The Forbes article on the new development notes that it's not known at this point whether Whole Foods and Trader Joe's will play along with a price war.


Sunday, April 13

U.S. cattle ranchers: Let Americans eat soybeans

The ranchers know their herds have been decimated by drought but they're still exporting beef to beat the band. This is now putting the cost for a pound of beef out of reach of what many Americans can afford. 

The solution?  I can think of two.

1) Request that these beef industrialists, which is what they actually are, sell their property to American ranchers who will put the American food consumer before the rest of the world. Ditto for the dairy industrialists.  Yet somehow I think these Americans will listen as much to this request as the French aristocracy did to food complaints from the rabble.

2)  Have Americans start a letter-writing campaign to Apple and Microsoft:  "Hi. I can't afford to buy your products because I'm spending so much of my paycheck on beef and dairy items at the grocery store.  Have a nice day!"

That might translate into some action somewhere along the line.

But this is one of the downsides of a nation that lives on credit. Cattle ranchers selling the rug out from under their fellow Americans didn't start with the drought; it's been going on for decades, and getting worse every decade.  They're been getting away with jacking up domestic prices because they know the American consumer will suck it up, pay the higher food costs, and pay for other purchases on credit.  Only this time they've gone over the top on the excuse of drought.

If Americans started paying cash for a few years, they would feel the pain more and this would translate into fairer and more rational business practices -- rational in that it's suicidal to a society to short your countrymen in critical areas in order to turn a bigger profit overseas.


Thursday, April 10

Bill Clinton to Ed Snowden: Waiter, oh waiter, you're spilling the soup

The imagery that came to my mind on reading Clinton's "sort of an imperfect messenger" comment about Snowden.  There's Snowden with about 10 journalists frantically trying to stop a runaway train before it pulls into the station marked Tyranny. There's Clinton sitting in the dining car, trying to decide should he have the poached salmon.


The increasingly strange story of Tamiflu and Relenza anti-viral drugs

"The patent for oseltamivir [generic name of Tamiflu] is held by Gilead Sciences and is valid at least until 2016. Gilead licensed the exclusive rights to Roche in 1996. ... Gilead is politically well connected: Donald Rumsfeld served as chairman from 1997 until he became U.S. Secretary of Defense in 2001; former Secretary of State George Shultz and the wife of former California Governor Pete Wilson serve on the board.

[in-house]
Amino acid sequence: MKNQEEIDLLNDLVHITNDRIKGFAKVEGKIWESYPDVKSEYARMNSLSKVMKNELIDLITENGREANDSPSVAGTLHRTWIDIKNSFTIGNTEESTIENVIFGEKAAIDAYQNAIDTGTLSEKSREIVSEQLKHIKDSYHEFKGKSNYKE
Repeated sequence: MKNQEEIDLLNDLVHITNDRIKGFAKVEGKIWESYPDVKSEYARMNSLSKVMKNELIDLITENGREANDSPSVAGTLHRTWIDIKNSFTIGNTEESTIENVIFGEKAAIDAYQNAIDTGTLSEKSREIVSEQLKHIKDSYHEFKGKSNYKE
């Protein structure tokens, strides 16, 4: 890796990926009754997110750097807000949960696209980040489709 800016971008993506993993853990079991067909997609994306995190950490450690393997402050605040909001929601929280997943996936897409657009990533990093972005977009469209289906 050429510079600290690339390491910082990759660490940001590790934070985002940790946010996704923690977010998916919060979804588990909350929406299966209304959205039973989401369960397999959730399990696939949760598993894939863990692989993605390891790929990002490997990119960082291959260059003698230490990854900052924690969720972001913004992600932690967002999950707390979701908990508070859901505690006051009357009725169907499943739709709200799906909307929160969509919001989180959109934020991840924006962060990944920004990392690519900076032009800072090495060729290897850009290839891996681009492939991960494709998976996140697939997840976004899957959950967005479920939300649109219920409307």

"In November 2005, U.S. President George W. Bush requested that Congress fund US$1 billion for the production and stockpile of oseltamivir, after Congress had already approved $1.8 billion for military use of the drug. Defense Secretary Rumsfeld recused himself from all government decisions regarding the drug."
-- From Wikipedia's article on oseltamivir

I suggest you study Wikipedia's entire article before you read the following news report, Researchers raise questions about flu drugs.  The new study is by no means the first time research findings have raised questions about the drugs. And while I don't recall whether Wikipedia mentions this, Tamiflu was supposed to be a resort for people with already compromised immune systems who manifested flu symptoms. That was before Swine Flu, when governments began dispensing Tamiflu from their stockpiles as if it was Halloween candy.  From then on the drug was heavily marketed to the general public for any type of flu. 

The trick that went along with the treat was that the Swine Flu virus had a lot of fun with Tamiflu when the drug got into wide use.  See this March 2014 article for information on that angle, and there are many other articles on the subject of anti-viral drugs and viral mutations.)
If Tamiflu or Relenza were a magic bullet, you could make out an argument that in a crisis, with hundreds of millions of human lives at stake, you have to take your chances with the possibility of an extremely deadly mutation arising from the virus's battles with the antivirals.
But Tamiflu is not a magic bullet and neither is Relenza.  So I think physicians and public health officials might want to do a little weighing motion with their hands: Possibility of Doomsday Virus vs. Recommending the Patient Gargle With Salt Water.

Researchers in this area of medical science are trying to find a way to thread the camel by screwing around with genomes, as you can see from the March 2014 article.  Here I'm reminded of I am Legend -- the movie; I didn't read the book. Although the story got the Hollywood focus-grouped treatment it was at root a parable about human overreach.